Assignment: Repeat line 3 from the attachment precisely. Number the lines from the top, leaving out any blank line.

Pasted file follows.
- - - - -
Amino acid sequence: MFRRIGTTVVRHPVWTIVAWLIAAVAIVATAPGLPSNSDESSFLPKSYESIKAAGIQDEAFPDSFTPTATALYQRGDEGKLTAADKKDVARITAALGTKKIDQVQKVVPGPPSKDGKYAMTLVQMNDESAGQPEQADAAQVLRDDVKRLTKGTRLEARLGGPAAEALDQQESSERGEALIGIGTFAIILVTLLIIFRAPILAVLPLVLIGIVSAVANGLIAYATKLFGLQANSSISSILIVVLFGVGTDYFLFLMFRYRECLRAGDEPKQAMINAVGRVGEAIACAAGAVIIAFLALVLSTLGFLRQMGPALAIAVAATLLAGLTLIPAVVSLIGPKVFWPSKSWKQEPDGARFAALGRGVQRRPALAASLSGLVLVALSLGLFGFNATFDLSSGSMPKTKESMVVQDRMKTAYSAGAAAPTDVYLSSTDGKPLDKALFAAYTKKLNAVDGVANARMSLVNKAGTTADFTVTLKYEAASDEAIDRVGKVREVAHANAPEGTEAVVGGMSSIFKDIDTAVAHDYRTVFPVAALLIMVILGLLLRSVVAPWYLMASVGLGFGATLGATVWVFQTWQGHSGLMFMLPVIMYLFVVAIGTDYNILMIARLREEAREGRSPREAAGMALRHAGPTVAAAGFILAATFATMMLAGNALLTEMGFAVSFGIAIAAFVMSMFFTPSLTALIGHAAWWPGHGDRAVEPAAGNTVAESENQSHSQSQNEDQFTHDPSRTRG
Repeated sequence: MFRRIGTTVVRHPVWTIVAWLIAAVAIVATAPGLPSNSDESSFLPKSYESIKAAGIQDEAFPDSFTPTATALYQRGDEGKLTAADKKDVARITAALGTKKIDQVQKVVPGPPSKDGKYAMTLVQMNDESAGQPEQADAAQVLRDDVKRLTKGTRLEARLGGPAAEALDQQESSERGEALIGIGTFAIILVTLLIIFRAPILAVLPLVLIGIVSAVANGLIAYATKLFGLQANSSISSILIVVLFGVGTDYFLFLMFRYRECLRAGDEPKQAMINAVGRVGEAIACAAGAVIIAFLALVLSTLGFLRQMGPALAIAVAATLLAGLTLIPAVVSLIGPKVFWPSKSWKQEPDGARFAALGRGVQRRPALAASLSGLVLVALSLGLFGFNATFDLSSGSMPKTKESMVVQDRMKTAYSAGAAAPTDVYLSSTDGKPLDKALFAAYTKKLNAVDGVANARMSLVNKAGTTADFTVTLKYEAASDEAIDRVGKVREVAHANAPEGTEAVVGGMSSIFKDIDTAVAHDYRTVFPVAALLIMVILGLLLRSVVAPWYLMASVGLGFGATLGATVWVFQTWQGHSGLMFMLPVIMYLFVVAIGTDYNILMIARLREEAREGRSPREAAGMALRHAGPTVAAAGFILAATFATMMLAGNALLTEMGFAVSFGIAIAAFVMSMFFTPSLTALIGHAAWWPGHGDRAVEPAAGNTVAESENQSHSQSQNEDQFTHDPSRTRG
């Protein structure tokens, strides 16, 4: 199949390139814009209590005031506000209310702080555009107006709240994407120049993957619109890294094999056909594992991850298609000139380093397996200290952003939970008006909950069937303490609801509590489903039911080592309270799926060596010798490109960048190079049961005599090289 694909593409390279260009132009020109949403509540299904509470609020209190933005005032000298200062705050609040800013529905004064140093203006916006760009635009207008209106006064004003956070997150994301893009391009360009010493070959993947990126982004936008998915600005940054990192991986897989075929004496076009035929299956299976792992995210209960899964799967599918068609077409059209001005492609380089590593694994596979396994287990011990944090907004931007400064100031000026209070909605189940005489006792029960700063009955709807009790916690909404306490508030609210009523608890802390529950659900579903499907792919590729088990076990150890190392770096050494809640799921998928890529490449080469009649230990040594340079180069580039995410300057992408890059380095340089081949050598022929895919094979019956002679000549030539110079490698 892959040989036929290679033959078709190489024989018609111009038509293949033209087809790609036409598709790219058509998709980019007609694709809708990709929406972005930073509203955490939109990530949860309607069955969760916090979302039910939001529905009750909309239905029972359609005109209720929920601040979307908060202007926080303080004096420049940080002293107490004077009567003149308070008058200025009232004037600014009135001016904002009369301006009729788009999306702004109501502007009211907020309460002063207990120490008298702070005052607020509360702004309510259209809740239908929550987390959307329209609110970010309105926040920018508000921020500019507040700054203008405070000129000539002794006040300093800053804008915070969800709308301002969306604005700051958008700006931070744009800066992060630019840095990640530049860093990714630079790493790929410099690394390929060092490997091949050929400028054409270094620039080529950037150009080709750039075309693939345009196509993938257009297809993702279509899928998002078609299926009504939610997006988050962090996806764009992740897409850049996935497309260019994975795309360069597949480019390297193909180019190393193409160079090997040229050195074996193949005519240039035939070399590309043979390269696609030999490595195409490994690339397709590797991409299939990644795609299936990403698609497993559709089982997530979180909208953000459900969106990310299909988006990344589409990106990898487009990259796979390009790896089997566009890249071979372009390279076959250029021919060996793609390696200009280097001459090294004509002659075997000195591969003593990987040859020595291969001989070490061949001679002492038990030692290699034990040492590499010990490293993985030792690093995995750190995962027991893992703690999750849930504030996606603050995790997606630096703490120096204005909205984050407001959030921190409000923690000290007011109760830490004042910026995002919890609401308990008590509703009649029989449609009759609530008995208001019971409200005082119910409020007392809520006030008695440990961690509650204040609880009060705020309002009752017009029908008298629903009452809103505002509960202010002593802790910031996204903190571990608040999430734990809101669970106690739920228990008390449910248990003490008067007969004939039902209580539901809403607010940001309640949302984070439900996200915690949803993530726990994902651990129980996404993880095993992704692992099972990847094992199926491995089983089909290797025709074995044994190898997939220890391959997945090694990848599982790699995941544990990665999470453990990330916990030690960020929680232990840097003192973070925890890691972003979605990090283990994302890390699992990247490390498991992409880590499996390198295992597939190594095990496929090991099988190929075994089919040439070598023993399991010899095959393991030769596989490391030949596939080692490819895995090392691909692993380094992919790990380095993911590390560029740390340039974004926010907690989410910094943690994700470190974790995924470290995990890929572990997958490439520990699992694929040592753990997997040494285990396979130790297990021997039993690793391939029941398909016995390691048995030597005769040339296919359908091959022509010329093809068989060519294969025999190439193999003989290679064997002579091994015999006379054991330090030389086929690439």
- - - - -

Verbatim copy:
């Protein structure tokens, strides 16, 4: 199949390139814009209590005031506000209310702080555009107006709240994407120049993957619109890294094999056909594992991850298609000139380093397996200290952003939970008006909950069937303490609801509590489903039911080592309270799926060596010798490109960048190079049961005599090289 694909593409390279260009132009020109949403509540299904509470609020209190933005005032000298200062705050609040800013529905004064140093203006916006760009635009207008209106006064004003956070997150994301893009391009360009010493070959993947990126982004936008998915600005940054990192991986897989075929004496076009035929299956299976792992995210209960899964799967599918068609077409059209001005492609380089590593694994596979396994287990011990944090907004931007400064100031000026209070909605189940005489006792029960700063009955709807009790916690909404306490508030609210009523608890802390529950659900579903499907792919590729088990076990150890190392770096050494809640799921998928890529490449080469009649230990040594340079180069580039995410300057992408890059380095340089081949050598022929895919094979019956002679000549030539110079490698 892959040989036929290679033959078709190489024989018609111009038509293949033209087809790609036409598709790219058509998709980019007609694709809708990709929406972005930073509203955490939109990530949860309607069955969760916090979302039910939001529905009750909309239905029972359609005109209720929920601040979307908060202007926080303080004096420049940080002293107490004077009567003149308070008058200025009232004037600014009135001016904002009369301006009729788009999306702004109501502007009211907020309460002063207990120490008298702070005052607020509360702004309510259209809740239908929550987390959307329209609110970010309105926040920018508000921020500019507040700054203008405070000129000539002794006040300093800053804008915070969800709308301002969306604005700051958008700006931070744009800066992060630019840095990640530049860093990714630079790493790929410099690394390929060092490997091949050929400028054409270094620039080529950037150009080709750039075309693939345009196509993938257009297809993702279509899928998002078609299926009504939610997006988050962090996806764009992740897409850049996935497309260019994975795309360069597949480019390297193909180019190393193409160079090997040229050195074996193949005519240039035939070399590309043979390269696609030999490595195409490994690339397709590797991409299939990644795609299936990403698609497993559709089982997530979180909208953000459900969106990310299909988006990344589409990106990898487009990259796979390009790896089997566009890249071979372009390279076959250029021919060996793609390696200009280097001459090294004509002659075997000195591969003593990987040859020595291969001989070490061949001679002492038990030692290699034990040492590499010990490293993985030792690093995995750190995962027991893992703690999750849930504030996606603050995790997606630096703490120096204005909205984050407001959030921190409000923690000290007011109760830490004042910026995002919890609401308990008590509703009649029989449609009759609530008995208001019971409200005082119910409020007392809520006030008695440990961690509650204040609880009060705020309002009752017009029908008298629903009452809103505002509960202010002593802790910031996204903190571990608040999430734990809101669970106690739920228990008390449910248990003490008067007969004939039902209580539901809403607010940001309640949302984070439900996200915690949803993530726990994902651990129980996404993880095993992704692992099972990847094992199926491995089983089909290797025709074995044994190898997939220890391959997945090694990848599982790699995941544990990665999470453990990330916990030690960020929680232990840097003192973070925890890691972003979605990090283990994302890390699992990247490390498991992409880590499996390198295992597939190594095990496929090991099988190929075994089919040439070598023993399991010899095959393991030769596989490391030949596939080692490819895995090392691909692993380094992919790990380095993911590390560029740390340039974004926010907690989410910094943690994700470190974790995924470290995990890929572990997958490439520990699992694929040592753990997997040494285990396979130790297990021997039993690793391939029941398909016995390691048995030597005769040339296919359908091959022509010329093809068989060519294969025999190439193999003989290679064997002579091994015999006379054991330090030389086929690439």